Cuba was also in a tough situation in carrying multiple legendary players. Although each have proven they still have gas in the tank in the National Series. Their inclusion limited the defensive flexibility and each represented similar offensive profiles. It would have been tough to exclude any of Frederich Cepeda, Yosvani Alarcon, Yordanis Samon and Alfredo Despaigne. It was also tough including all four on the roster. Alfredo Despaigne left game 1 with an upper body injury on an aggressive swing in the bottom of the ninth. His slow start in Japan this year, this injury and his age can’t dispel concerns that the injury might be career ending. At the very least it might be career altering. Frederich Cepeda started game two on the bench. He did drive in a run with a sac fly in a late pinch hitting appearance but time is still undefeated.
The most positive development for the Cuban National Series is the reintroduction of many players who had explored baseball off the island. Erisbel Arruebarrena hit a clutch home run in Game 1 and led the league in that category in his first season back in 2019. Lisban Correa represented the 2nd straight repatriated star to lead the league in round trippers and also hit a clutch home run as mentioned. Yadir Drake and Yadil Mujica also integrated into the National Series and National team. These moves might not return Cuba to the top of the International stage but their depth adds value to the top domestic league in the country.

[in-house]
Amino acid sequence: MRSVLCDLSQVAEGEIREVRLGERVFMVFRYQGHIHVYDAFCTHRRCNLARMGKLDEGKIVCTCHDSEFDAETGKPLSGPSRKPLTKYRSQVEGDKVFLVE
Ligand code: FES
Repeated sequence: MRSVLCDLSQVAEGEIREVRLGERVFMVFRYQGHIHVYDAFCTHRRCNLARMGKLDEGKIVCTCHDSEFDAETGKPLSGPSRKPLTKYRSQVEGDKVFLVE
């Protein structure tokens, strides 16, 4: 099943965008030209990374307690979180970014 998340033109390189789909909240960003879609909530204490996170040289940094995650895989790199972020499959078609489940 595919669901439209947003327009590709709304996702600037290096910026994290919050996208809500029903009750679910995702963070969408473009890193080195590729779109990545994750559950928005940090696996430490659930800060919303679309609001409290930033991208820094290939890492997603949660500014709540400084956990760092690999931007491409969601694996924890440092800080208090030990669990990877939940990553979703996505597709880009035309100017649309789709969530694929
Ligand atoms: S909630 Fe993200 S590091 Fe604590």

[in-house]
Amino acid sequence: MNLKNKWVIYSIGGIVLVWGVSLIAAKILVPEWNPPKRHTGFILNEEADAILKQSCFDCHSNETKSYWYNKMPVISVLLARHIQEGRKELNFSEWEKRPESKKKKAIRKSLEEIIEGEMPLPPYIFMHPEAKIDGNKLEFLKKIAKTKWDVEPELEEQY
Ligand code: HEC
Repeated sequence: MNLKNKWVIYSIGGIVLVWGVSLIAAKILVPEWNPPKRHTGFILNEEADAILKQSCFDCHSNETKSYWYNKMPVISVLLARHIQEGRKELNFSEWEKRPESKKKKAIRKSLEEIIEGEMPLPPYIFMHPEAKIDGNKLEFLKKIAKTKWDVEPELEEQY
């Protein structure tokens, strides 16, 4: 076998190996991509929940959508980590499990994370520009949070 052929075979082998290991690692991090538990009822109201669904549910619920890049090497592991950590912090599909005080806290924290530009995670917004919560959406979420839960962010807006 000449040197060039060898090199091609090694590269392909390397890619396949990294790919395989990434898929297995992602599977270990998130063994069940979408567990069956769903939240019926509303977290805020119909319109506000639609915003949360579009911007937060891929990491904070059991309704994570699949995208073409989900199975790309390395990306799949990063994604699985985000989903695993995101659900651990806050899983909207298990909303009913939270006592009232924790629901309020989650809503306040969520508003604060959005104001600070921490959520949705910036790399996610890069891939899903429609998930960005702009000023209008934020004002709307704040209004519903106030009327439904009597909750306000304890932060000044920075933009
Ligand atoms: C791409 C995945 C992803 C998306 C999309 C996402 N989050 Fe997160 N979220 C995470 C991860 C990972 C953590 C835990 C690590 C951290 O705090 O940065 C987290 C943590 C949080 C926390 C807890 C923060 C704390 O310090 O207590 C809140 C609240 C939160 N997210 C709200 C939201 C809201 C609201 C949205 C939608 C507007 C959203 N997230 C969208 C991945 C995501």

The shadow of the late Higinio Velez looms with Cuba eliminated from Olympics qualifying. The longtime president of the Cuban Baseball Federation of course recently passed. He rose to fame in leading Cuba to Olympic success. Velez was also central in the negotiations of the now defunct 2018 agreement with MLB to create legal passage to America.
If this agreement were to be revived, it might help Cuba in future competitions. Obviously top MLB talent aren’t able to compete in the Olympics. But other countries do employ low level minor league top prospects in these tournaments. Would Cuba have fared better with Yoelqui Céspedes, Pedro Leon or Victor Mesa Jr in the lineup? It might also slow the number of defections to include only the real Major League prospects. It would also infuse dollars back into baseball infrastructure.
Some are calling this latest failure rock bottom for Cuba and no doubt it stings as both games were very winnable. There were positives and Cuba did look better overall than they have in more recent International showings. There will be a new Olympic baseball superpower anointed in the next while. Cuba must continue to reinvent itself. This is no easy task with the strains on resources and increasing Professional intrigue with Cuban players. The recent passings of top Cuban brass in Velez and Ernesto Reynoso. Retirements of longtime Cuban stars such as Frank Morejón, and failure to qualify for these Olympics might indicate that we are officially in a new era of Cuban baseball. An era where now more than ever Cuban baseball players impact baseball on the world stage just not in a Cuban uniform.